As in this monochrome view of Mercury, the bright rays of Hokusai crater can be seen crossing the surface from north to south. This color image, with the central wavelengths of 1000 nm, 750 nm, and 430 nm displayed in red, green, and blue, respectively, also highlights some of the subtle color variations observed on Mercury. Spectral variations can be due to differences in particle size, duration of time exposed on surface, or composition. The MESSENGER team is working hard to unravel the complicated story contained in these beautiful color images.
On March 17, 2011 (March 18, 2011, UTC), MESSENGER became the first spacecraft ever to orbit the
planet Mercury. The mission is currently in its commissioning phase, during which spacecraft and instrument
performance are verified through a series of specially designed checkout activities. In the course of the one-year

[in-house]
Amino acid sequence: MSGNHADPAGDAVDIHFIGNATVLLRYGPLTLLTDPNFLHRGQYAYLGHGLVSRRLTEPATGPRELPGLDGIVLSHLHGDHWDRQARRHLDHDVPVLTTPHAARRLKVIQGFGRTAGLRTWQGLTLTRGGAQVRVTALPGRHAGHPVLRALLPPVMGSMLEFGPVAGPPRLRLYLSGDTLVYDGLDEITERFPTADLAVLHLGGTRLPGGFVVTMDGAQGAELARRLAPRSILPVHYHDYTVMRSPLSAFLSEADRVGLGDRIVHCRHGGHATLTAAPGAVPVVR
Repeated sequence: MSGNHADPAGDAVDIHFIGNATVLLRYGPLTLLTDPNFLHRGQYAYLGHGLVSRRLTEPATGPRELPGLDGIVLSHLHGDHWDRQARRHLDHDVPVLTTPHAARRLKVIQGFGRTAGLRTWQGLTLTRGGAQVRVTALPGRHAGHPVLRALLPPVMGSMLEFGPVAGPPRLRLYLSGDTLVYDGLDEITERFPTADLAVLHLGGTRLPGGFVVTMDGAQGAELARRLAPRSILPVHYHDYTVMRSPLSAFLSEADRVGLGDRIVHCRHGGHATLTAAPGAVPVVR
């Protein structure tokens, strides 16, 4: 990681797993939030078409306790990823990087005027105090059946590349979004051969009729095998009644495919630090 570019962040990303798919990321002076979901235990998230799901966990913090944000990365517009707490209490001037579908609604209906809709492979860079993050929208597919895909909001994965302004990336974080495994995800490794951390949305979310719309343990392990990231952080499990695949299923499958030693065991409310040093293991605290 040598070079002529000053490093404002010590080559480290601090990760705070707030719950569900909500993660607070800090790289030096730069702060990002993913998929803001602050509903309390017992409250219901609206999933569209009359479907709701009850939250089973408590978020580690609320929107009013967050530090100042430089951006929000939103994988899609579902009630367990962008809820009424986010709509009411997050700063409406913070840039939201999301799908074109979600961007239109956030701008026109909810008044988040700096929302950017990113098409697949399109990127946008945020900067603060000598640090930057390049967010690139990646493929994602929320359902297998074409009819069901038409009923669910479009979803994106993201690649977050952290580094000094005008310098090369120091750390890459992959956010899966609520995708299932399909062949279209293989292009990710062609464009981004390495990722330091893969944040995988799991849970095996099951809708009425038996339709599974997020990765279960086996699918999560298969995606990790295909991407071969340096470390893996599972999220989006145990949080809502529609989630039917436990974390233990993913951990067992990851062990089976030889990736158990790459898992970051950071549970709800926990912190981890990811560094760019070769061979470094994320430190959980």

primary mission, the spacecraft's seven scientific instruments and radio science investigation will unravel the history and
evolution of the Solar System's innermost planet. Visit the Why Mercury? section of this
website to learn more about the science questions that the MESSENGER mission has set out to answer.
Image Mission Elapsed Time (MET): 209890193, 209890197, 209890213
Image ID: 65109, 65110, 65114
Instrument: Wide Angle Camera (WAC) of the Mercury Dual Imaging System (MDIS)
WAC filter: 6,7,9 (433, 749, 996 nanometers wavelength)
Center Latitude: 3.1°
Center Longitude: 352.3° E
Resolution: 1.5 kilometers/pixel
Scale: The radius of Mercury is 2440 km
These images are from MESSENGER, a NASA Discovery mission to conduct the first orbital study of the innermost planet, Mercury. For information regarding the use of images, see the MESSENGER image use policy.